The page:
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A-ChristianLet’s talk a little more about denominationalism.  I know of no Christians who would take issue with Jesus’ prayer for unity: “that they may be one, as I and the Father are one” (John 17:11,22). Nor would they argue with Paul’s unities in Ephesians 4, beginning with “one body” (v.4). So why does denominationalism seem normal and unity abnormal?

The concept of denominationalism grew up in the early years of the Reformation, especially in England, when the Church of England broke away from the Roman Catholic Church. When then the Separatists, the Anabaptists, and others including Calvinist reformed churches and the Presbyterian congregational churches solidified into something other than the Church of England, none of them wanted to claim to be the exclusive Body of Christ, so everyone except the Roman Catholics abandoned the theology of One Body=One Church and moved to One Body=many denominations.

Lest we forget, however, these early denominations were rarely, if ever, in fellowship with each other either. The New World became the haven for persecuted denominations, which often then persecuted other denominations after the formerly persecuted gained the ascendency.

And so we in the US are exactly as Dietrich Bonhoeffer described us in his 1939 essay Protestantism Without Reformation after visiting the US. He said, “It has been granted to the Americans less than any other nation of the earth to realize on earth the visible unity of the church of God.”

Bonhoeffer goes on to say that “The unity of the church of Jesus Christ is to American Christianity less something essential, originally given by God, than something required, something which ought to be.”

A denomination, if seen as just a convenient association of Christian congregations, or just a brand, seems pretty innocuous to most of us.  What truly frighten us today are those radical Christians who claim to be the one true church!

These polar opposite positions prove to me that we have been living in and rationalizing disunity so long that we are now to the point of celebrating the division among us instead of abhorring it.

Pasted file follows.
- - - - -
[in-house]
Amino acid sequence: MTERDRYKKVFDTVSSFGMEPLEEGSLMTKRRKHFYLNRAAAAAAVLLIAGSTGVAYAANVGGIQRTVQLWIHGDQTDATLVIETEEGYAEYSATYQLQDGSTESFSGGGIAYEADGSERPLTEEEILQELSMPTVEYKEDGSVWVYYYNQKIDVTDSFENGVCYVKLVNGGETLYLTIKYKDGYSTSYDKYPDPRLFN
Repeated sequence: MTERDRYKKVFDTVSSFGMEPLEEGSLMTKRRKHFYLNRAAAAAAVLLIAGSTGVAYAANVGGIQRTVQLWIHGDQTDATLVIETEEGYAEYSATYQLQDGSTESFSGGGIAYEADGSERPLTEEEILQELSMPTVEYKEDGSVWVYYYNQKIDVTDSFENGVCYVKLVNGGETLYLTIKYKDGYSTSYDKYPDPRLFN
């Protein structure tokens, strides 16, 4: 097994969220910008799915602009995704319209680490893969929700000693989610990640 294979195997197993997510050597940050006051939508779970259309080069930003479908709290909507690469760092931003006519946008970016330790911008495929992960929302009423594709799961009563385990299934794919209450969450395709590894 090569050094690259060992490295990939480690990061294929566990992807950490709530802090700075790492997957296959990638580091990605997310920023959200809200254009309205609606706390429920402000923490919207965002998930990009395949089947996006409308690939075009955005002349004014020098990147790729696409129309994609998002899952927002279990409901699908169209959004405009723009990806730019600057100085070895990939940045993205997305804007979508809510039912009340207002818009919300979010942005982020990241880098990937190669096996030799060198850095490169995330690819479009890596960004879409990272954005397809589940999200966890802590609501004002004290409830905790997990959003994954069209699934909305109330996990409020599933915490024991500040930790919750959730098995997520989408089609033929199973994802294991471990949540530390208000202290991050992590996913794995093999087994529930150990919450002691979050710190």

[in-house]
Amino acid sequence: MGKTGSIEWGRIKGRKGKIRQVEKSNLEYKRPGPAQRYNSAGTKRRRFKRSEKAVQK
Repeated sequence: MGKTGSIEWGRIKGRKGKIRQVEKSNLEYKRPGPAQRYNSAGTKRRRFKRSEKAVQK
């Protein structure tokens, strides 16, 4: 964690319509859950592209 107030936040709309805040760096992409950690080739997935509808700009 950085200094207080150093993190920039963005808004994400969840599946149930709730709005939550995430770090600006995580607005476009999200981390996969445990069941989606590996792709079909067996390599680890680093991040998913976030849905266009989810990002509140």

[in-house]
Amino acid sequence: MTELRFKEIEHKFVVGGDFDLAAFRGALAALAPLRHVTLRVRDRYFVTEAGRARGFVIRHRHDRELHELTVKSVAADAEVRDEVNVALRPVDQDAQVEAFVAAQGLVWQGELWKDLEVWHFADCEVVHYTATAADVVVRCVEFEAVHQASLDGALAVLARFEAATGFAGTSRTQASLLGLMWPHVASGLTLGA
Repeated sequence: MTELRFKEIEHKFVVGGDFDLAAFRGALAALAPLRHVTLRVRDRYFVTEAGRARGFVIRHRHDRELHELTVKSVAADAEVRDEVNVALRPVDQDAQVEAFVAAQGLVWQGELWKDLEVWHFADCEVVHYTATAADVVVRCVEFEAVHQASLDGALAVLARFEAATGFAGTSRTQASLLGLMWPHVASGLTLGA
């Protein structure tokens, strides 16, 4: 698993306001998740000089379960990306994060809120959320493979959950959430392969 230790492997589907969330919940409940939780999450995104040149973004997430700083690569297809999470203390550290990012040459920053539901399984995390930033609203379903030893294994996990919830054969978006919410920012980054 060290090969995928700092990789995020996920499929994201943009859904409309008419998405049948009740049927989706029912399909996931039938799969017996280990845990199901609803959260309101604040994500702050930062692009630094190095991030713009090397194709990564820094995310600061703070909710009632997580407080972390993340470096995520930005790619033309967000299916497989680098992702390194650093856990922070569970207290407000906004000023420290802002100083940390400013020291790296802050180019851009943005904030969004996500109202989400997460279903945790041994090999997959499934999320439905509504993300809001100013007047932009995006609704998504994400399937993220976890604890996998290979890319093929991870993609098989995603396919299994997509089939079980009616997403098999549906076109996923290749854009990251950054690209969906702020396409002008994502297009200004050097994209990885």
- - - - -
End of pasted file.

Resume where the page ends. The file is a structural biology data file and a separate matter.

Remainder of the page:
Many will agree with me and will call with me for true unity–but, let’s be honest: describing what that unity really looks like is a daunting task for us—another indication of how far removed we must be from it!   I certainly don’t have all the answers, but here are a few possibilities:

  • Jesus’ disciples would love one another—not just in words, but in deed and truth. Don’t be tempted to ask at this point “who is a true disciple?” It sounds too much like the “who is my neighbor” question from Luke 10.  Instead, make a list of those things you would do for or with other disciples of Jesus if you love them.
  • Jesus’ disciples would be found in ever-growing gatherings. They would eagerly welcome others of like faith, and they would be telling others of God’s great love, so the Lord would be adding to their numbers daily those being saved. Theirs would be a spirit of inclusion, not exclusion.
  • Jesus’ disciples would “love the brotherhood” (1 Peter 2:17). I’m quite confident that this verse does not mean love just your family, or your small group, or just your congregation, or just those who read from the same version of the Bible or sing the same songs that you do.  In fact, the same word for brotherhood is used in I Peter 5 to talk about the brothers and sisters in Christ “throughout the world” (v.5).

With these last points, perhaps we have laid the groundwork for talking about less pride in autonomy and greater value for fellowship.

My conclusion then is that denominationalism is a convenient rationalization, but that it is not the unity with which churches of Christ should be satisfied. 

Allow me just a few more insightful words from Dietrich Bonhoeffer:

Where the unity of the church is forgotten as a goal . . ., the work of the Holy Ghost, who will fulfill the promise of the unity of the church, is no longer taken seriously, and a separatist Pharisaic claim takes the place of the divine unity of the church.

Next we will get into the questions raised about autonomous churches.  

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missions2Yesterday, I suggested the following about the current state of foreign missions in Churches of Christ:

  • Greater tolerance has produced less urgency for evangelism.
  • Missions are being redefined as social justice activities at the expense of evangelization.
  • Churches are turning toward more domestic mission projects
  • Churches are depending on missionary organizations more.
  • More older Christians and fewer younger Christians are involved in foreign missions.
  • Churches are opting for safe and successful missions.

If you believe that the above statements are true—even mostly true—then what does the near future look like for missions from American Churches of Christ?

These churches will do less and less evangelistic work, both in the U.S. and especially in foreign countries.  Why?

  • Historically, most of our mission force has come from recent college graduates and young families.  Since this demographic is now the product of greater tolerance (less urgency) and has replaced  evangelism with social justice, fewer will have the motivation for foreign missions.
  • Those who do go overseas will more likely be involved in humanitarian activities than church planting.